A retired or unemployed person needs regular cash flows. Investments that provide only maturity benefits will not be suitable to an investor with such a requirement. Bank FDs are basically structured to provide quarterly interest payouts, with even monthly payments being offered as a variant.
Eligibility to make investment in certain instruments is a limitation to investors. The excellent PPF is not available to foreigners, non-resident Indians or Hindu undivided families. Besides, there is a deposit cap of Rs 1.5 lakh a year per adult in the PPF. The Sukanya Samriddhi Yojana is available to parents of a girl child for investment in the child's name. Investments can be made in the name of girls up to the age of 10 and is capped at Rs 1.5 lakh a year. The Senior Citizens Savings Scheme is available to, barring a few exceptions such as a person who has been superannuated or has opted for the Voluntary Retirement Scheme, those above the age of 60. Investment is capped at Rs 15 lakh per person.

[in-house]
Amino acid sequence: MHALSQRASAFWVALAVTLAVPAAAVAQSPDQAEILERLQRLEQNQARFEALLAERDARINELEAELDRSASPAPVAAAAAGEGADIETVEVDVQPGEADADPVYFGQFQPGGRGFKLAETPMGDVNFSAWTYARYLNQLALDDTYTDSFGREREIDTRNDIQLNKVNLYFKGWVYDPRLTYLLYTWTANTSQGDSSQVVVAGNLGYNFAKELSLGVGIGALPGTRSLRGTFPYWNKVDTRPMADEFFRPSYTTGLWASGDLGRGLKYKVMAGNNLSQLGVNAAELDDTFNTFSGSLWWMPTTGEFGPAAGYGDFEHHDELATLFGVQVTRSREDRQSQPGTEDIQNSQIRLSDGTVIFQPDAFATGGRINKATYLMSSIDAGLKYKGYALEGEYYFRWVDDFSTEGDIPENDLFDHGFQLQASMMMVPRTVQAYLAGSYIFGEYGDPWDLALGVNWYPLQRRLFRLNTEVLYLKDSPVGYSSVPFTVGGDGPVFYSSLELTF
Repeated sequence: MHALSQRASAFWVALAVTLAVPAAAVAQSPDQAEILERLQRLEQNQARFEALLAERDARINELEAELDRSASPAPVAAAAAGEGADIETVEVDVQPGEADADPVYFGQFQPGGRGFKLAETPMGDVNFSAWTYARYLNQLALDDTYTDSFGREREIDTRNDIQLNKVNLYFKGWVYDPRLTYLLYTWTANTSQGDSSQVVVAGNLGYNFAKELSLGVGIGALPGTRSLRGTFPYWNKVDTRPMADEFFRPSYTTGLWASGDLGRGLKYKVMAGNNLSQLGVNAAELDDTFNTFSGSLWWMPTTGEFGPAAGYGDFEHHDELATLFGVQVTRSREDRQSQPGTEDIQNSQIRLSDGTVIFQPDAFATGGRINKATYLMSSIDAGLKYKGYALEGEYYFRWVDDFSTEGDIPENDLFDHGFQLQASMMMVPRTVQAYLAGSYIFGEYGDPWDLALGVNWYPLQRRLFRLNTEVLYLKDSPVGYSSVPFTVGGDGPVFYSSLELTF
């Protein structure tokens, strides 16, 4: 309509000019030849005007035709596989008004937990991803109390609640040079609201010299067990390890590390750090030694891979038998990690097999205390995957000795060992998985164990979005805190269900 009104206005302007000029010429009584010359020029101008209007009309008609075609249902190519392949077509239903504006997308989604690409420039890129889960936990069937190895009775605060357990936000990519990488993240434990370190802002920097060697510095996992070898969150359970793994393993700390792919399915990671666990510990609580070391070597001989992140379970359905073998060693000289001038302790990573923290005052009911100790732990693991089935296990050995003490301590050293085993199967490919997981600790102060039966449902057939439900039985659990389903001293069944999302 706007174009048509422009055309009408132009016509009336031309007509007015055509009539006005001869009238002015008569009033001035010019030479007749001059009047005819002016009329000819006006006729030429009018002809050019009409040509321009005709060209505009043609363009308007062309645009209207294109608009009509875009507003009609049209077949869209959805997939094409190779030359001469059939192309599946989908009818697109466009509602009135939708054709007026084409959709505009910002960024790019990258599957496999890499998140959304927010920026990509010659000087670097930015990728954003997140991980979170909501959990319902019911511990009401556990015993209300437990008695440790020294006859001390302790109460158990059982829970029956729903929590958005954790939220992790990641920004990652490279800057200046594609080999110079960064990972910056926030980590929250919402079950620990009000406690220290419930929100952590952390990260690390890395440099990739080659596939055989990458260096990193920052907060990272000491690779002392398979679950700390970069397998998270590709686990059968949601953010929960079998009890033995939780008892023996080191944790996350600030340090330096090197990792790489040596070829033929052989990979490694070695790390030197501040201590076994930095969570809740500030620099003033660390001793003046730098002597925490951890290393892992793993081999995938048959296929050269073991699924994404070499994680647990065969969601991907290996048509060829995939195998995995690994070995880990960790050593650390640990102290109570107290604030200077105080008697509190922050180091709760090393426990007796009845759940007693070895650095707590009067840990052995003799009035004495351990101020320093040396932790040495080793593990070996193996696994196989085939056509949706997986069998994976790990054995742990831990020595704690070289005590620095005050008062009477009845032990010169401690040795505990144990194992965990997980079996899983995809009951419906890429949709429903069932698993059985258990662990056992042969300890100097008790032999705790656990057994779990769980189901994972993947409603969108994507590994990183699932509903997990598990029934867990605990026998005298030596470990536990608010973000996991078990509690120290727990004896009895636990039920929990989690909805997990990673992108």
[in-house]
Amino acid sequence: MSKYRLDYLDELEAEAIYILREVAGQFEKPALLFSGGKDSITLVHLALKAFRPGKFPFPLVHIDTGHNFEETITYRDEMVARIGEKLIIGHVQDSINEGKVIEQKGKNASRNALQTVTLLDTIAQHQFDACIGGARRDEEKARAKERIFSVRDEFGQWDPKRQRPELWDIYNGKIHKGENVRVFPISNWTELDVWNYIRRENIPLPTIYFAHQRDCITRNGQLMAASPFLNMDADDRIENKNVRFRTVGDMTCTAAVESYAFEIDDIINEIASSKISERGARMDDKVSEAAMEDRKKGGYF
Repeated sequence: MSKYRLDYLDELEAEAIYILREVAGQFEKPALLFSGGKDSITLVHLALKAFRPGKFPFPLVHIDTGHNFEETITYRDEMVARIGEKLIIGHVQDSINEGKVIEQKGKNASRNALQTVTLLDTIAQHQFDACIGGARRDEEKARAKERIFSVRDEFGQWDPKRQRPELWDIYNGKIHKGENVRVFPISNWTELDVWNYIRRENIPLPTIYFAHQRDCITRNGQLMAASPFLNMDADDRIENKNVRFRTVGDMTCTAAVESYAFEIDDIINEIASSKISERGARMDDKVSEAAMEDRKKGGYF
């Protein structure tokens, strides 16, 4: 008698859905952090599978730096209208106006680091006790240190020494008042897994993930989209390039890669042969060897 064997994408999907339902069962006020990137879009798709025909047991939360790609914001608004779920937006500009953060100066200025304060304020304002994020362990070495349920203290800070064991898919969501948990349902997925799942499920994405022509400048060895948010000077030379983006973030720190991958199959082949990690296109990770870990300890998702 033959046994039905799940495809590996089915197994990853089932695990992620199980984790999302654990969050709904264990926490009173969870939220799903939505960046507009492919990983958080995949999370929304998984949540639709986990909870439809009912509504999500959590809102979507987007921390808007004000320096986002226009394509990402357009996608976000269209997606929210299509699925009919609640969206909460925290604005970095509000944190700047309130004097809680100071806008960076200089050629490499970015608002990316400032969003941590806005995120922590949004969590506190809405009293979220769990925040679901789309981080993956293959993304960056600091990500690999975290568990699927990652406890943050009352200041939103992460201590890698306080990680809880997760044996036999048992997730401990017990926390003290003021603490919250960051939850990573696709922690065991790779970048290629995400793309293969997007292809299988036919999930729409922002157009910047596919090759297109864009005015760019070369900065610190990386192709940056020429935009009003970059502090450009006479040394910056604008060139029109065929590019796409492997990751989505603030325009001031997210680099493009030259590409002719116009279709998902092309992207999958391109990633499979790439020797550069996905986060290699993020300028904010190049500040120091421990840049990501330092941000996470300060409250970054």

With the belief that investors target bank FDs with the objective of high safety, we suggest alternatives with similar characteristics, providing superior returns.
PPF: An investment that every resident Indian should have. An annual or monthly PPF deposit enables the investor to build long-term financial assets with tax efficiency (deduction under 80C at investment) and tax-free income—the entire principal and interest are tax free. A positive is the long-term nature of the PPF, 15 years, extendable perpetually by 5 years at a time. Opening an account in the name of a minor will help provide liquidity early in their working life and also inculcate a saving habit. A minor’s account is linked to a parent/ guardian with the combined deposit by them not exceeding Rs 1.5 lakh a year.
Sukanya Samriddhi Yojana and Senior Citizens Savings Scheme: As already explained, these have restricted access because of qualifications limiting those who can invest. Both schemes pay a preferential rate of interest that is 0.5 per cent higher than the PPF. The investments qualify for tax benefit under section 80C.